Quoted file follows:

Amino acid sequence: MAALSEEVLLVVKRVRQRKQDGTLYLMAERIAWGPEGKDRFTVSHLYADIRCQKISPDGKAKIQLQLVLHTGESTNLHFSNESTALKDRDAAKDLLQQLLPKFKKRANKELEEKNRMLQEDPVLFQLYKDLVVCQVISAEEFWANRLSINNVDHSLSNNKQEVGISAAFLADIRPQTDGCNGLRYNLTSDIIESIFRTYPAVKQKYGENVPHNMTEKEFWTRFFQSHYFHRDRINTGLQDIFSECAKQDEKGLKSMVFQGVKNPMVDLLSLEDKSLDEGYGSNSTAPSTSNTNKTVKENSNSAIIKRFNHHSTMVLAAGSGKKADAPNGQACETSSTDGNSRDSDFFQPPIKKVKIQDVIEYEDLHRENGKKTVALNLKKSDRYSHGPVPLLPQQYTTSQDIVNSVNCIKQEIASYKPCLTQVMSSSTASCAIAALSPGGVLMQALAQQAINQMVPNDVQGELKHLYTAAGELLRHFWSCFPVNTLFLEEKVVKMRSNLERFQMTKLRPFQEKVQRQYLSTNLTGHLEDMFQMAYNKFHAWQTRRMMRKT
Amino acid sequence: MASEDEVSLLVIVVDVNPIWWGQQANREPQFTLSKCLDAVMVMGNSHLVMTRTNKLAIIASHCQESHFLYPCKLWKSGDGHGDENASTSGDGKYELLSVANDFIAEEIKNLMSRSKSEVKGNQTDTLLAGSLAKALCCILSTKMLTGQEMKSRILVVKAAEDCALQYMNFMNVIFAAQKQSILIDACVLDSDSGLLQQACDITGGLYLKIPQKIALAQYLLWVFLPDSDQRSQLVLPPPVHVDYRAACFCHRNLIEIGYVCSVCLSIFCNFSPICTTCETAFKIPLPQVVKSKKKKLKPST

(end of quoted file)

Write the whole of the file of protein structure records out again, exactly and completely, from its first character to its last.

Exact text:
Amino acid sequence: MAALSEEVLLVVKRVRQRKQDGTLYLMAERIAWGPEGKDRFTVSHLYADIRCQKISPDGKAKIQLQLVLHTGESTNLHFSNESTALKDRDAAKDLLQQLLPKFKKRANKELEEKNRMLQEDPVLFQLYKDLVVCQVISAEEFWANRLSINNVDHSLSNNKQEVGISAAFLADIRPQTDGCNGLRYNLTSDIIESIFRTYPAVKQKYGENVPHNMTEKEFWTRFFQSHYFHRDRINTGLQDIFSECAKQDEKGLKSMVFQGVKNPMVDLLSLEDKSLDEGYGSNSTAPSTSNTNKTVKENSNSAIIKRFNHHSTMVLAAGSGKKADAPNGQACETSSTDGNSRDSDFFQPPIKKVKIQDVIEYEDLHRENGKKTVALNLKKSDRYSHGPVPLLPQQYTTSQDIVNSVNCIKQEIASYKPCLTQVMSSSTASCAIAALSPGGVLMQALAQQAINQMVPNDVQGELKHLYTAAGELLRHFWSCFPVNTLFLEEKVVKMRSNLERFQMTKLRPFQEKVQRQYLSTNLTGHLEDMFQMAYNKFHAWQTRRMMRKT
Amino acid sequence: MASEDEVSLLVIVVDVNPIWWGQQANREPQFTLSKCLDAVMVMGNSHLVMTRTNKLAIIASHCQESHFLYPCKLWKSGDGHGDENASTSGDGKYELLSVANDFIAEEIKNLMSRSKSEVKGNQTDTLLAGSLAKALCCILSTKMLTGQEMKSRILVVKAAEDCALQYMNFMNVIFAAQKQSILIDACVLDSDSGLLQQACDITGGLYLKIPQKIALAQYLLWVFLPDSDQRSQLVLPPPVHVDYRAACFCHRNLIEIGYVCSVCLSIFCNFSPICTTCETAFKIPLPQVVKSKKKKLKPST